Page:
Marc shares, “We’re going to have feelings throughout the day. We want to be aware of our feelings, want to know if our feelings are helping us or hurting us to achieve our goals. And then we want to have strategies to deal with our feelings.”

Another misconception is that social and emotional learning distracts from academics in schools. “It’s very, very clear now through multiple studies…that you teach these skills and not only do you get better physical and mental health and better relationships, but you do better academically in literature and math and other subject areas,” according to Brackett.

Emotional Intelligence in the Workplace

Marc emphasized that emotional intelligence skills are vital not just at home and school, but also in professional settings. “I’ve done some research, and I also have a company that does training and consulting for big companies, specifically emotional intelligence in the workforce. People are hungry for it.” He has seen how vital it is for leaders to model and create “emotionally intelligent environments” where employees feel supported in addressing difficulties constructively as a team.

Dealing with Feelings  

Marc’s new webcast Dealing with Feelings explores practical, evidence-based strategies for regulating emotions effectively. As Marc explained, “I decided to do this project because I was getting really annoyed with what I was seeing– celebrities or influencers just saying stuff like, throw your anxiety out the door…it was all big personalities, kind of know-it-alls. And it really was offensive to me, as a neurotic introvert, who’s also a scientist.”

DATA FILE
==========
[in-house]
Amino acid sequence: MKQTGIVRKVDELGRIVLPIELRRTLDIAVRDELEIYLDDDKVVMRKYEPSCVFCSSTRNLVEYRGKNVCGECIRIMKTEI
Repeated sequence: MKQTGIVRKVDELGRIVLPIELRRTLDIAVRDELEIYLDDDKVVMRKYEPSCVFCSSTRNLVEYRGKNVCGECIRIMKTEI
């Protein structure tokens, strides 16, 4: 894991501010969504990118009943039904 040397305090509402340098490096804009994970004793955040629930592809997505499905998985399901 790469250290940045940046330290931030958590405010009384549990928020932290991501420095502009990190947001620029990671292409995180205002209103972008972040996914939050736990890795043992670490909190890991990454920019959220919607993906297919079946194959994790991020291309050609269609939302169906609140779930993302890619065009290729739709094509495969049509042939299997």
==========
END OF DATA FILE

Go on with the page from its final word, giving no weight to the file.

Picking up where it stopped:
A few key techniques he and his guests on the webcast highlighted include social support, cognitive reframing, and breathing exercises. Guests sharing their personal stories and insights range from Grammy-nominated singer-songwriter Jewel to bestselling author and psychologist Dr. Angela Duckworth, among others.

Ultimately, Marc underscored that navigating emotions is an ongoing practice, not something solved once and for all. His work aims to demystify emotional intelligence through practical, evidence-based guidance.

4 Ways to Enhance Your Emotional Intelligence

Here are actionable ways to put Marc’s wisdom into practice:

  • Embrace All Emotions: Recognize that all emotions, including those often labeled as negative, have value and importance.
  • Seek or Offer Support as a Feelings Mentor: Find someone who can guide you through your emotional development, or be that guide for someone else.
  • Cultivate Emotionally Intelligent Communities: Whether at home, school, or the workplace, foster environments that encourage open expression and constructive handling of emotions.
  • Adopt Evidence-Based Emotional Regulation Strategies: Engage in scientifically validated methods like social support, cognitive reframing, and breathing exercises to manage emotions constructively, steering clear of unproven advice.

With compassion, and the right skills, we can navigate even the most turbulent emotional terrain. As Marc modeled, “We’re in this together. I’ve got you. I’m going to be here for you.”

If you’re ready to join me in giving ourselves “permission to feel,” check out Marc’s book, the webcast and the How We Feel app to improve vital emotional intelligence skills.

With gratitude,

Connect with and learn from Marc Brackett


Permission to Feel by Marc Brackett, Ph.D.